First off, there's a publicly-disclosed escalation of privilege vulnerability affecting windows 2012+ that was introduced with a patch for a similar vulnerability.  This publicly disclosed vulnerability has a proof-of-concept exploit, and will likely be exploited in the wild, soon: https://portal.msrc.microsoft.com/en-US/security-guidance/advisory/CVE-2021-1648

Secondly, there's a remote desktop security feature bypass vulnerability affecting windows 2012+.  Microsoft has yet to disclose what is being bypassed, but the high CVSS score of 8.8/10 and low complexity is worrisome, implying perhaps the ability to spoof or bypass an authentication: https://msrc.microsoft.com/update-guide/en-US/vulnerability/CVE-2021-1674

Third, Microsoft has found a remote code execution vulnerability in Windows Defender that was being exploited in the wild upon their discovery.  This one has likely already been patched on any host with internet access and the default automatic definition updates that windows defender has, but is worth mention for those who have overridden those settings.  Fully managed clients should be covered already. https://msrc.microsoft.com/update-guide/en-US/vulnerability/CVE-2021-1647

Fourth, there is a Hyper-V escalation of privilege vulnerability affecting server 2012+.  Details are sparse, but it does appear to require local access to the host.  That said, any hypervisor running a web-accessible service might be at risk: https://msrc.microsoft.com/update-guide/en-US/vulnerability/CVE-2021-1704
.
And fifth of all, there is a remote code execution vulnerability affecting the RPC service on 2008+ that can be done over the network and has a CVSS score of 8.8, as well as low privilege requirement.  While that doesn't seem to be wormable (since it require some level of privileges), it is worth patching ASAP.  There are actually a few CVEs for similar exploits: https://msrc.microsoft.com/update-guide/en-US/vulnerability/CVE-2021-1658 https://msrc.microsoft.com/update-guide/en-US/vulnerability/CVE-2021-1660 https://msrc.microsoft.com/update-guide/en-US/vulnerability/CVE-2021-1702 


Impact of Work:

All affected hosts that are 2012 and up will be rebooted automatically / ASAP to propagate fixes, starting at 11:15PM, with some exceptions.

Internal systems on Windows 2012 and up (such as the management portal) may be temporarily impacted in the time it takes to reboot them.


Hypervisors in a failover cluster will have rolling reboots done, in order to eliminate VPS downtime on said clusters.  Hypervisors not in a failover cluster will either be updated overnight, or have their updates scheduled, depending on customer policy / VM density.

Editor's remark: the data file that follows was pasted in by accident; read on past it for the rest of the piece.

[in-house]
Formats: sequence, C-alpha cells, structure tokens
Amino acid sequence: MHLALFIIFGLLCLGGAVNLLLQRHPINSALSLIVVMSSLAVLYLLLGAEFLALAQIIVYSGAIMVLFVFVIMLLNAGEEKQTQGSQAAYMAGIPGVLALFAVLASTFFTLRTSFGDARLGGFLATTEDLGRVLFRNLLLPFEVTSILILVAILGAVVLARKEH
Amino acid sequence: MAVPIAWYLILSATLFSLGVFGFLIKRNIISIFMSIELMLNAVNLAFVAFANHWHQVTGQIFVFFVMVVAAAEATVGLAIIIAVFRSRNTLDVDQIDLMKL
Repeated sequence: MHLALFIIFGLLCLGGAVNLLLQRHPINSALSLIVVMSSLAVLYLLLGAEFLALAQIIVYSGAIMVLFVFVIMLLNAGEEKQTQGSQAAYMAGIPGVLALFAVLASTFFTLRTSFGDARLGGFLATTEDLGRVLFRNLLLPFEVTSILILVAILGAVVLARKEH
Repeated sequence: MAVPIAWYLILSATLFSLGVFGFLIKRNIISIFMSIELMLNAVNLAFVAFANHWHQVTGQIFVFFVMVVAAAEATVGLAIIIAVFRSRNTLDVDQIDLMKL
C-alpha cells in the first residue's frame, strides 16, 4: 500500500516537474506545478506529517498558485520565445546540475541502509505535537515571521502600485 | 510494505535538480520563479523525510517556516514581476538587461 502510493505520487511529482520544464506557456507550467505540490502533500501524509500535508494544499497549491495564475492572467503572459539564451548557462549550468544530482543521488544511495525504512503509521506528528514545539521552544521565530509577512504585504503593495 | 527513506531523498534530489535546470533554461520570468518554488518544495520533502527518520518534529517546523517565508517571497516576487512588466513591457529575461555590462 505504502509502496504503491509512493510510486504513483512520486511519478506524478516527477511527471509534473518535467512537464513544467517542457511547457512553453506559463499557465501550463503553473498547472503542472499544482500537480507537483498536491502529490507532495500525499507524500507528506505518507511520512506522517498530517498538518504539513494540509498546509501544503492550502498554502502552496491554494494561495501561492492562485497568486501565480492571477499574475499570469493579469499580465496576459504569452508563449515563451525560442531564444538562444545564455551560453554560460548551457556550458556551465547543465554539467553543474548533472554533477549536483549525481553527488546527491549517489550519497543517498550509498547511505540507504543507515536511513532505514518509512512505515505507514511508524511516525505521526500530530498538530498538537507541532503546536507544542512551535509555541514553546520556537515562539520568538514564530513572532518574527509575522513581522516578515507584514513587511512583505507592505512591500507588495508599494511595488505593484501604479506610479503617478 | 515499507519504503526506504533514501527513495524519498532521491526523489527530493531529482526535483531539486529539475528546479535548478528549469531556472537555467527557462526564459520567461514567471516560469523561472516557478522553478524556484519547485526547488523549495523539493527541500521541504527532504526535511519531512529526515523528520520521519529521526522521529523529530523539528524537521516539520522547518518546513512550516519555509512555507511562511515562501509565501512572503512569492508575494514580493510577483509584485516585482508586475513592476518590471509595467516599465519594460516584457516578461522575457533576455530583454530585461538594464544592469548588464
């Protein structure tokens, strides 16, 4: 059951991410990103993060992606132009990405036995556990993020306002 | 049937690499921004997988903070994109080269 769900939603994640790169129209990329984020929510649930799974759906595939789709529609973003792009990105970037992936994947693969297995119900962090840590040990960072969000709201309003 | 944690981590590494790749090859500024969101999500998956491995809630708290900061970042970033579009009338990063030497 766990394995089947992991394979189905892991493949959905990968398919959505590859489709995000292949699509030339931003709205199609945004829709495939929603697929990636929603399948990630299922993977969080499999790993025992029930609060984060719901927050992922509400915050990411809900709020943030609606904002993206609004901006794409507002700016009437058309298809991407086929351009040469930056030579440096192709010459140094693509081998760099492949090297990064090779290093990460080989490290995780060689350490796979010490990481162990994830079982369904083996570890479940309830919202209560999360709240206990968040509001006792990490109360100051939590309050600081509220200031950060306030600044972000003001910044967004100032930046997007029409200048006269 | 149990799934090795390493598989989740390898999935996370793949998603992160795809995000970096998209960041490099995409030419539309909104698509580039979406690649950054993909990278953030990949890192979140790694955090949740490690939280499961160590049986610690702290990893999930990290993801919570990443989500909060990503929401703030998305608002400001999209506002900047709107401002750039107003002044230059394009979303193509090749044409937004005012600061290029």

Any hosts where updates are managed directly by the customer (or an approval process is required for zero-day updates) will not be impacted; the controlling organizations will be notified separately.


Please contact us with any questions / comments / concerns.


Read more »



Dec
8
Completion [Wed 09 Dec 2020 11:35:49 PM MST]  Our post update night audit reveals that the vast majority of servers successfully updated overnight.  A few one-off reboots may need to be conducted from here, but they will be done after-hours, and not on hypervisor hosts or tonight.


Update, [Tue 08 Dec 2020 10:31:19 PM MST]

Correction: "All affected hosts that are 2012 and up will be rebooted automatically / ASAP to propagate fixes, starting at 9:30PM, with some exceptions."

10:30PM.  Reboots will begin shortly.


Purpose of Work:

December's Patch Tuesday has come around, and while it's a lighter patch volume than usual, there's still vulnerabilities that all subscribers running windows should be aware of.  


First of all, there are several RCE vulnerabilities for Microsoft exchange which seem to require authentication to be leveraged.  Here's one example: https://msrc.microsoft.com/en-US/security-guidance/advisory/CVE-2020-17132

Second, there appears to be a Hyper-V vulnerability that allows Hyper-V guests to force the Hypervisor to run arbitrary code by sending it an invalid SMB packet.  This affects Server 2016+, and I would consider it a higher priority patch, of those I see this cycle: https://msrc.microsoft.com/update-guide/en-US/vulnerability/CVE-2020-17095

Third, there is another Kerberos security feature bypass vulnerability to be patched.  We'll be applying and testing this on our internal domains that many managed servers are a part of: https://msrc.microsoft.com/en-US/security-guidance/advisory/CVE-2020-16996

Fourth, there's an RCE/EOP vulnerability that requires SMB read access to a host (which means it could affect any host that allows SMB, but not NTFS access to the 'everyone' identity).  Once an adversary has this level of access, they can then send specially crafted packets over the network or locally to get the affected host to run arbitrary code as the system identity.  This affects Server 2012 and up: https://msrc.microsoft.com/update-guide/en-US/vulnerability/CVE-2020-17096



Impact of Work:

Our exchange host will be rebooted at least once tonight to propagate security fixes.  This may interfere with our ability to send and receive mail intermittently, while patches are being applied.  A direct ticket update via the helpdesk portal will still work, as will a phone call.


All affected hosts that are 2012 and up will be rebooted automatically / ASAP to propagate fixes, starting at 9:30PM, with some exceptions.

Internal systems on Windows 2012 and up (such as the management portal) may be temporarily impacted in the time it takes to reboot them.


Hypervisors in a failover cluster will have rolling reboots done, in order to eliminate VPS downtime on said clusters.  Hypervisors not in a failover cluster will either be updated overnight, or have their updates scheduled, depending on customer policy / VM density.

Any hosts where updates are managed directly by the customer (or an approval process is required for zero-day updates) will not be impacted; the controlling organizations will be notified separately.


Please contact us with any questions / comments / concerns.
Read more »